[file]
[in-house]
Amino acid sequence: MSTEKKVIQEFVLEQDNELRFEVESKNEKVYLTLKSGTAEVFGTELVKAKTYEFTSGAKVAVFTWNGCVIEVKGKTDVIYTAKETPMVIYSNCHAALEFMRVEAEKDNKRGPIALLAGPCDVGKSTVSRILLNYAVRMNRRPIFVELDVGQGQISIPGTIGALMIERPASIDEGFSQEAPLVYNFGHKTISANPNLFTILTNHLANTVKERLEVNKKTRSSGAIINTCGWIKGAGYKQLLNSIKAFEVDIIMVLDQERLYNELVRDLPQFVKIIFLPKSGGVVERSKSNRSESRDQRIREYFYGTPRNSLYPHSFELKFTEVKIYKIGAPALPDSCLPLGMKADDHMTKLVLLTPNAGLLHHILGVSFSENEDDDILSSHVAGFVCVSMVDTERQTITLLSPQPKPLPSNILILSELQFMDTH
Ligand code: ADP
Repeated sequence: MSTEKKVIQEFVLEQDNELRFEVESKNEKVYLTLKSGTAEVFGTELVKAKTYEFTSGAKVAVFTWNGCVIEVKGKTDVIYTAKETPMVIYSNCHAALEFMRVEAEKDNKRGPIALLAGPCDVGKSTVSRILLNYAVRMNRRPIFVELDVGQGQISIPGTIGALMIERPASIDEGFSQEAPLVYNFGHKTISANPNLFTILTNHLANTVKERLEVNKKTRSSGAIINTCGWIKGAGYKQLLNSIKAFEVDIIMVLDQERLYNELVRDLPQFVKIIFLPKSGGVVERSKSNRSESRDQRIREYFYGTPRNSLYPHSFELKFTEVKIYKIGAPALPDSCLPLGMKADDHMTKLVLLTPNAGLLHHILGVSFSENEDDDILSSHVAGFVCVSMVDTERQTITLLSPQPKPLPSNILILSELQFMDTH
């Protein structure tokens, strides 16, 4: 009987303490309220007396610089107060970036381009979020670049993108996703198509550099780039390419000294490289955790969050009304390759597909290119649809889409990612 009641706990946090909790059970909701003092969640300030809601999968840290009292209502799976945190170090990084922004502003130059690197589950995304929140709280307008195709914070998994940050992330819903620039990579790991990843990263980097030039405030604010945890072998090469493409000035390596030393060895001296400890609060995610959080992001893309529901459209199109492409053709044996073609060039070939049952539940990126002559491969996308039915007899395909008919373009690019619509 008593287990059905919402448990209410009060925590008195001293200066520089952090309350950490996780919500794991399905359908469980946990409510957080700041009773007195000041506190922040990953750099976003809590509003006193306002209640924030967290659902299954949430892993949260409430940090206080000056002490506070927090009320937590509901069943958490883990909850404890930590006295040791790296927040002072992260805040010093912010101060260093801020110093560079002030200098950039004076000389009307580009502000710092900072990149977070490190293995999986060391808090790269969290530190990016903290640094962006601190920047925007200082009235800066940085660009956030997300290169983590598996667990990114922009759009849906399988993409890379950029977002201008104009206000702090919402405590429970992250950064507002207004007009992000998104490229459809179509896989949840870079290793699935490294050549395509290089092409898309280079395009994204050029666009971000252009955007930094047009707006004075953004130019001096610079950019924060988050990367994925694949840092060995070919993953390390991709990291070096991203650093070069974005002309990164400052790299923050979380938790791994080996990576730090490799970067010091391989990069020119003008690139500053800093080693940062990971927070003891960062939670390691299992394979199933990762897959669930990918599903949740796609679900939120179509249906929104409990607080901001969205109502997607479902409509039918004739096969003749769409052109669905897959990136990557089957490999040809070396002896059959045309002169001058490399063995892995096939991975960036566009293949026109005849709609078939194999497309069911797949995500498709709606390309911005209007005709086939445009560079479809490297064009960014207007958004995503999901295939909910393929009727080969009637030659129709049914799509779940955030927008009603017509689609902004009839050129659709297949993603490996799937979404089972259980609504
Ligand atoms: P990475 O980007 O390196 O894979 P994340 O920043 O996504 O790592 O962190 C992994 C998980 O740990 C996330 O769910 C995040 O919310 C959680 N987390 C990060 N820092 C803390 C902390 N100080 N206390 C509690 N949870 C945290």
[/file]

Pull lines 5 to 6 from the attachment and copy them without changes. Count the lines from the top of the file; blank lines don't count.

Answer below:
């Protein structure tokens, strides 16, 4: 009987303490309220007396610089107060970036381009979020670049993108996703198509550099780039390419000294490289955790969050009304390759597909290119649809889409990612 009641706990946090909790059970909701003092969640300030809601999968840290009292209502799976945190170090990084922004502003130059690197589950995304929140709280307008195709914070998994940050992330819903620039990579790991990843990263980097030039405030604010945890072998090469493409000035390596030393060895001296400890609060995610959080992001893309529901459209199109492409053709044996073609060039070939049952539940990126002559491969996308039915007899395909008919373009690019619509 008593287990059905919402448990209410009060925590008195001293200066520089952090309350950490996780919500794991399905359908469980946990409510957080700041009773007195000041506190922040990953750099976003809590509003006193306002209640924030967290659902299954949430892993949260409430940090206080000056002490506070927090009320937590509901069943958490883990909850404890930590006295040791790296927040002072992260805040010093912010101060260093801020110093560079002030200098950039004076000389009307580009502000710092900072990149977070490190293995999986060391808090790269969290530190990016903290640094962006601190920047925007200082009235800066940085660009956030997300290169983590598996667990990114922009759009849906399988993409890379950029977002201008104009206000702090919402405590429970992250950064507002207004007009992000998104490229459809179509896989949840870079290793699935490294050549395509290089092409898309280079395009994204050029666009971000252009955007930094047009707006004075953004130019001096610079950019924060988050990367994925694949840092060995070919993953390390991709990291070096991203650093070069974005002309990164400052790299923050979380938790791994080996990576730090490799970067010091391989990069020119003008690139500053800093080693940062990971927070003891960062939670390691299992394979199933990762897959669930990918599903949740796609679900939120179509249906929104409990607080901001969205109502997607479902409509039918004739096969003749769409052109669905897959990136990557089957490999040809070396002896059959045309002169001058490399063995892995096939991975960036566009293949026109005849709609078939194999497309069911797949995500498709709606390309911005209007005709086939445009560079479809490297064009960014207007958004995503999901295939909910393929009727080969009637030659129709049914799509779940955030927008009603017509689609902004009839050129659709297949993603490996799937979404089972259980609504
Ligand atoms: P990475 O980007 O390196 O894979 P994340 O920043 O996504 O790592 O962190 C992994 C998980 O740990 C996330 O769910 C995040 O919310 C959680 N987390 C990060 N820092 C803390 C902390 N100080 N206390 C509690 N949870 C945290």